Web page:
It was a relatively small crowd that greeted the Democratic ticket of Walter Mondale and Geraldine Ferraro at New York City's annual Labor Day Parade. Maybe it was the early start at 9 a.m. Perhaps it was the forecasted chance of thundershowers, though the low clouds in the sky probably made the parade march more comfortable for participants.
Whatever the reason, the sparse crowd along Manhattan's Fifth Avenue didn't seem too enthusiastic. Participants outnumbered spectators at many points along the route.
Gary Wilson rode his bicycle down from the Bronx to watch the parade on his way to a day of cycling on Staten Island. ''I was about the only one here when (Mr. Mondale and Ms. Ferraro) went by,'' says Mr. Wilson, who adds that he will vote for Mondale this fall.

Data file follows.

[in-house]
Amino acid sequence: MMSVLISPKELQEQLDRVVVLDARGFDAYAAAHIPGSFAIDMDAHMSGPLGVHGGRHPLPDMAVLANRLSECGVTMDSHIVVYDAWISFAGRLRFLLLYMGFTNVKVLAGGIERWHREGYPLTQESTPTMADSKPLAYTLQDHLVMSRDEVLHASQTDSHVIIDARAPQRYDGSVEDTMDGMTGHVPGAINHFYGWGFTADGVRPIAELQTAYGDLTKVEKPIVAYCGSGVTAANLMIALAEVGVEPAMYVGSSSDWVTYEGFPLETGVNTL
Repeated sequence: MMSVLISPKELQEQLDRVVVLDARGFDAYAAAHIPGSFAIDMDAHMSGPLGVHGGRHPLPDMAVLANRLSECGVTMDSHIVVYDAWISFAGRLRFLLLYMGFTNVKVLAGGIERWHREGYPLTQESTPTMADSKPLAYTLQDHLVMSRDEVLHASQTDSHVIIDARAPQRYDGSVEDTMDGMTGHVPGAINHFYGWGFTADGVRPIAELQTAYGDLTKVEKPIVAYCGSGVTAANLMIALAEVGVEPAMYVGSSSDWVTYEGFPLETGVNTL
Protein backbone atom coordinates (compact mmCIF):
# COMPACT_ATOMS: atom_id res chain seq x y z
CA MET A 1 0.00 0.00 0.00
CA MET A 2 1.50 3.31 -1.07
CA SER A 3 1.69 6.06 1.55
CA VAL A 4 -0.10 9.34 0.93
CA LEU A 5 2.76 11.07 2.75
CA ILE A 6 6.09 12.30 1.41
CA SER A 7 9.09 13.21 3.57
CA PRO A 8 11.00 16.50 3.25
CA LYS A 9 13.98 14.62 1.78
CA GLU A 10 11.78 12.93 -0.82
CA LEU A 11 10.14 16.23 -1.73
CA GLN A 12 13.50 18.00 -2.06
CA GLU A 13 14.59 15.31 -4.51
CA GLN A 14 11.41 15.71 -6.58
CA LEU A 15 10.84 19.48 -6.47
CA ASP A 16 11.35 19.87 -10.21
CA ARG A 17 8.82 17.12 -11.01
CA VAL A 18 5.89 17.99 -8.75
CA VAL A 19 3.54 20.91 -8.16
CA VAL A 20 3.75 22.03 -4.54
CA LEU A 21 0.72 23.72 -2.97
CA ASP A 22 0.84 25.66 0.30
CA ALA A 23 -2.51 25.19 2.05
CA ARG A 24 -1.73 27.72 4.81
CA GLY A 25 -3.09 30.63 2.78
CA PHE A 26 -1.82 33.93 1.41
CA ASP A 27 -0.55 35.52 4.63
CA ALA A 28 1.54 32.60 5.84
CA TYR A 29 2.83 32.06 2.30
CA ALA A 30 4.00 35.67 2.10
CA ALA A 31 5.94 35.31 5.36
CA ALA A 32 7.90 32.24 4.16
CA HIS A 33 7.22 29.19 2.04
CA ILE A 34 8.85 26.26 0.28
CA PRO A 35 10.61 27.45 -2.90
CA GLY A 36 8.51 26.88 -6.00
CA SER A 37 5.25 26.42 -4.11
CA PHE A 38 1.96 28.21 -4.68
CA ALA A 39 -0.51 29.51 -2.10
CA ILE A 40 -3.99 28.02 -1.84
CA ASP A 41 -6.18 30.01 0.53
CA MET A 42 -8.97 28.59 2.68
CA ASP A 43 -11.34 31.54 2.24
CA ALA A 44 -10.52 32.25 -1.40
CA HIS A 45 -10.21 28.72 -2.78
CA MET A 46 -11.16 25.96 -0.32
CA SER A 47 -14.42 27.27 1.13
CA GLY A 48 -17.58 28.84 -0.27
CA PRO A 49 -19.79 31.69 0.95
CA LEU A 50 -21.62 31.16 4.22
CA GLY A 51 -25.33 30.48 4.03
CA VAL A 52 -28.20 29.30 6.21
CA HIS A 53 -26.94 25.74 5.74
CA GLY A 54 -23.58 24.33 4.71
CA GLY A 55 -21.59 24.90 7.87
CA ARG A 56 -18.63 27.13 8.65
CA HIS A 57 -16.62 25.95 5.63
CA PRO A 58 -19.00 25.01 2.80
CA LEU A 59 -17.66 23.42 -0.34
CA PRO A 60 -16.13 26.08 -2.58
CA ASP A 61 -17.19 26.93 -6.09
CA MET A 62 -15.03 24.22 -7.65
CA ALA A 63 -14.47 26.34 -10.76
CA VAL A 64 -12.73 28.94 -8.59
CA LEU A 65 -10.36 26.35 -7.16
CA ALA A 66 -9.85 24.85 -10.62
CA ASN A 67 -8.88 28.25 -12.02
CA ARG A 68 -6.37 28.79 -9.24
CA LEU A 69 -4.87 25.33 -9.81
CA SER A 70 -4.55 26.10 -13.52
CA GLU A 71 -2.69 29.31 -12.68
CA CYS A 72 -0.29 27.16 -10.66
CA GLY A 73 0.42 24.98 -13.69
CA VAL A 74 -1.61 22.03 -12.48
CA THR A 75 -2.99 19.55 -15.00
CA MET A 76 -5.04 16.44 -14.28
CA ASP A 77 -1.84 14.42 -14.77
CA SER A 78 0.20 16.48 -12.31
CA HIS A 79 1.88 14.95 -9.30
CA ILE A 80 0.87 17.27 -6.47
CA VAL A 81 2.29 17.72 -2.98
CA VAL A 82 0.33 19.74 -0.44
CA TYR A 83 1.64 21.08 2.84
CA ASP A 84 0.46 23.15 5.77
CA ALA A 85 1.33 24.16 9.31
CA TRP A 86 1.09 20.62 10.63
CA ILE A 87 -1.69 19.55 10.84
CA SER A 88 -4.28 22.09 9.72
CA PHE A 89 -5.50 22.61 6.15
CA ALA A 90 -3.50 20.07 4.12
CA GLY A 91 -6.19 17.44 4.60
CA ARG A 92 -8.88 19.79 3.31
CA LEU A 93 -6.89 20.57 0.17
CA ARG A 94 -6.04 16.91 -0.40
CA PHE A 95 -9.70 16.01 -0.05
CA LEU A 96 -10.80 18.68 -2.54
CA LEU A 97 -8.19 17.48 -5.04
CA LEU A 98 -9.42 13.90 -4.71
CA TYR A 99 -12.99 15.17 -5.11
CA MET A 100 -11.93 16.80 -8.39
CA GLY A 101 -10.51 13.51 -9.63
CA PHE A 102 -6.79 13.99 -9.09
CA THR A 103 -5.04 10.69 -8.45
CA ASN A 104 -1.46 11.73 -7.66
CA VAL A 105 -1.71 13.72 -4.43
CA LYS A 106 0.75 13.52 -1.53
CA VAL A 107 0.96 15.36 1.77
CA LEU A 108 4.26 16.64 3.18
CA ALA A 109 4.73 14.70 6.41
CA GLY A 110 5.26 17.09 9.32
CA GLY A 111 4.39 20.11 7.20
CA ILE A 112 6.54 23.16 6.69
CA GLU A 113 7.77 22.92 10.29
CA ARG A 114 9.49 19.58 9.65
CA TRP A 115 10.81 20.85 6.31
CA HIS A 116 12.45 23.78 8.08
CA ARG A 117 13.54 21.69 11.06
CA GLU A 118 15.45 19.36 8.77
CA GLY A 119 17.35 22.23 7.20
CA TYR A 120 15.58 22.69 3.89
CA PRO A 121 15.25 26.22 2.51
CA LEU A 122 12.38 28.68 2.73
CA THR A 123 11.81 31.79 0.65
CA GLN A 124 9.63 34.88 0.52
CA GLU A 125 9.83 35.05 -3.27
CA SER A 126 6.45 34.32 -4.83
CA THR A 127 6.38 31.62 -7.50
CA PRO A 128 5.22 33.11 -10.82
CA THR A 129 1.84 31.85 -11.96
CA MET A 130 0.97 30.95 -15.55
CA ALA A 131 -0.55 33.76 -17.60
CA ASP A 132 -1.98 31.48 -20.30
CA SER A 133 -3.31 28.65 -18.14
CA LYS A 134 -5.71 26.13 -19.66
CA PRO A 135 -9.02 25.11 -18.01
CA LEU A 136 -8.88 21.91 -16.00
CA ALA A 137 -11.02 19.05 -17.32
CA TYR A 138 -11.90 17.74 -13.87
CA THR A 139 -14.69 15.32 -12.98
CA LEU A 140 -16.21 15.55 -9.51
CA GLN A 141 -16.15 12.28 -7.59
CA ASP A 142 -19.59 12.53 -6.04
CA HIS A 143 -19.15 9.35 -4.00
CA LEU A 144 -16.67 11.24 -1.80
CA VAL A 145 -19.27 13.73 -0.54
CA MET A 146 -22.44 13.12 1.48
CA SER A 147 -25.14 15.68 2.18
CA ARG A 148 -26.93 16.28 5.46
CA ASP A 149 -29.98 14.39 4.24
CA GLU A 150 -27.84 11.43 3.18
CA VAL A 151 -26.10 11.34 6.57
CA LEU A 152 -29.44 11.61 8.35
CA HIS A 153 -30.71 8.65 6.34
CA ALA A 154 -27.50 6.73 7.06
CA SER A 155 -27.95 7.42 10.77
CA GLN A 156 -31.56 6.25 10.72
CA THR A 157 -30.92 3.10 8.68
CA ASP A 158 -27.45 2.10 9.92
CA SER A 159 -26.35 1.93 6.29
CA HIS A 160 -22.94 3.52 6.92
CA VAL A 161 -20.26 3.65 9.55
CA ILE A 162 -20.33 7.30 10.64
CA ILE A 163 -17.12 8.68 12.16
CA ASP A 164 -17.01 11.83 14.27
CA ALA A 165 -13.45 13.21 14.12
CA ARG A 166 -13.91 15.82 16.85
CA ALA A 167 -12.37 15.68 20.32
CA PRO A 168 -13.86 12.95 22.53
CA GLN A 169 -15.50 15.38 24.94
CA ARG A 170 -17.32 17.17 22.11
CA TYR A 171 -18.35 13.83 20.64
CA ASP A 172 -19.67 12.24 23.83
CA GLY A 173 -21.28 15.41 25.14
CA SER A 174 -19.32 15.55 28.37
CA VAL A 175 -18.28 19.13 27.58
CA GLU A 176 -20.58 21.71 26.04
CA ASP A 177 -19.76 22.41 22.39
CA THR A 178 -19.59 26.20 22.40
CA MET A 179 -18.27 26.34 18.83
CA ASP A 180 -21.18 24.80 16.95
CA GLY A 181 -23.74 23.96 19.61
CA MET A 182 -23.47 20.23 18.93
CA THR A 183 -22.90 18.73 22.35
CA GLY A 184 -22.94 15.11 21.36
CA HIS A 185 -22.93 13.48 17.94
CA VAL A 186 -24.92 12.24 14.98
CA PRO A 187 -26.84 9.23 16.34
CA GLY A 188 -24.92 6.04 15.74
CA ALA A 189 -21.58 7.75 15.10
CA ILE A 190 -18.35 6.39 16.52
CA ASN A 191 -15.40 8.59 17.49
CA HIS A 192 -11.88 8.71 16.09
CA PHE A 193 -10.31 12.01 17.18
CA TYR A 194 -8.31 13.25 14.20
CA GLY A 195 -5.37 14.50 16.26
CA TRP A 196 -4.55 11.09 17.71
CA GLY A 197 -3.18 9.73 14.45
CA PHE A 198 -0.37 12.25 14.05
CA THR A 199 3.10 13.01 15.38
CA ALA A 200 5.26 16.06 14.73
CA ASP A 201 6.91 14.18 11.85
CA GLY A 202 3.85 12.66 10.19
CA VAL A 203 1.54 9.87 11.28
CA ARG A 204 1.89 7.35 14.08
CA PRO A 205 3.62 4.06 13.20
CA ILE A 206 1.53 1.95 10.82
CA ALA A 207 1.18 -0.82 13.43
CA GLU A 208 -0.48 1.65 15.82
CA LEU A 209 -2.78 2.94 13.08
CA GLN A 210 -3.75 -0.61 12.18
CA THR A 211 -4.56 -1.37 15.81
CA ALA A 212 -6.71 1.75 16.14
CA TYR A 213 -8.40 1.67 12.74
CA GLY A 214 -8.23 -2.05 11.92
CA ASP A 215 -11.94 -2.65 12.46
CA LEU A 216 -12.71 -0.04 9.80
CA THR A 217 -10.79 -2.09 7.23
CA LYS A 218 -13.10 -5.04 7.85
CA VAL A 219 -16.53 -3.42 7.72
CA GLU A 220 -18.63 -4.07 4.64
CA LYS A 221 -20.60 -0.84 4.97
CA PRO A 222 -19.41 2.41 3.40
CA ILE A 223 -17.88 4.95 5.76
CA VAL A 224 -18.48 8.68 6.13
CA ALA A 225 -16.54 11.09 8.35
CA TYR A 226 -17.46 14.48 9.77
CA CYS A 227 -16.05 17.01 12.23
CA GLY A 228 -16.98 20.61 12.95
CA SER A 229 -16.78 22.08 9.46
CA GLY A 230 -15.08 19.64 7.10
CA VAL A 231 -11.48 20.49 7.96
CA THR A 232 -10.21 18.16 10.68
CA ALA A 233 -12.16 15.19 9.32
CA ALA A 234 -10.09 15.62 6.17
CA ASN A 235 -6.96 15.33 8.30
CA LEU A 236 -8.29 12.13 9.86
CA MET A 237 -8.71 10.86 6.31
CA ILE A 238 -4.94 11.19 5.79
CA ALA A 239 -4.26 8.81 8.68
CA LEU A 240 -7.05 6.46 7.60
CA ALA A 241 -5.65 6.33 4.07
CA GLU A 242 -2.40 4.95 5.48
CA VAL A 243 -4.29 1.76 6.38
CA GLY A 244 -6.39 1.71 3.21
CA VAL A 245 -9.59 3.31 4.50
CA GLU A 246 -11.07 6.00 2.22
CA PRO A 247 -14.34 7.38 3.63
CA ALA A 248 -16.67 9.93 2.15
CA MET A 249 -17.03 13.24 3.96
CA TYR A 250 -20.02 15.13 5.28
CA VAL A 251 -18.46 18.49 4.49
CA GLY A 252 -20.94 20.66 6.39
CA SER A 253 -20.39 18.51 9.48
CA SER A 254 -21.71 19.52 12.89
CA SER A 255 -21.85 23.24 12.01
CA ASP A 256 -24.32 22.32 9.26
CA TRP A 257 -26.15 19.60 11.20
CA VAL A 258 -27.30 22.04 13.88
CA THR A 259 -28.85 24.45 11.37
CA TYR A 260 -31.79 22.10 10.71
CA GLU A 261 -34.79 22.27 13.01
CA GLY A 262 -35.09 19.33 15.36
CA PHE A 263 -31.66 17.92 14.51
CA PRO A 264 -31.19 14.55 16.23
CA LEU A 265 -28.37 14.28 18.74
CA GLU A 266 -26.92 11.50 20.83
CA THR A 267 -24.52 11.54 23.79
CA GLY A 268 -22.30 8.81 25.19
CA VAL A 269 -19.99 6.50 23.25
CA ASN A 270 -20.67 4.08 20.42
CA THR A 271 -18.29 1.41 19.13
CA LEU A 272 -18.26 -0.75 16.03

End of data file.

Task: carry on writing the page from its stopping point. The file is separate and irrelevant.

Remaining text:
Richard Corley of Manhattan, a retired social worker, noted the lack of spirit.
''Look, even among the people marching there are very few smiles,'' says Mr. Corley. ''There is no unity.'' He recalled the campaign of Harry Truman in 1948, when Gov. Thomas Dewey of New York was expected to win. ''That's when (Truman) fought the hardest. I went to the railroad station and heard him speak (just before the election), and you could feel that spirit in the crowd.''
There were plenty of signs touting the Mondale-Ferraro ticket, and one button seller said his Ferraro pins were a hot seller. Some groups got loud applause, such as the National Association for the Advancement of Colored People, which carried a coffin labeled ''Here lies voter apathy.''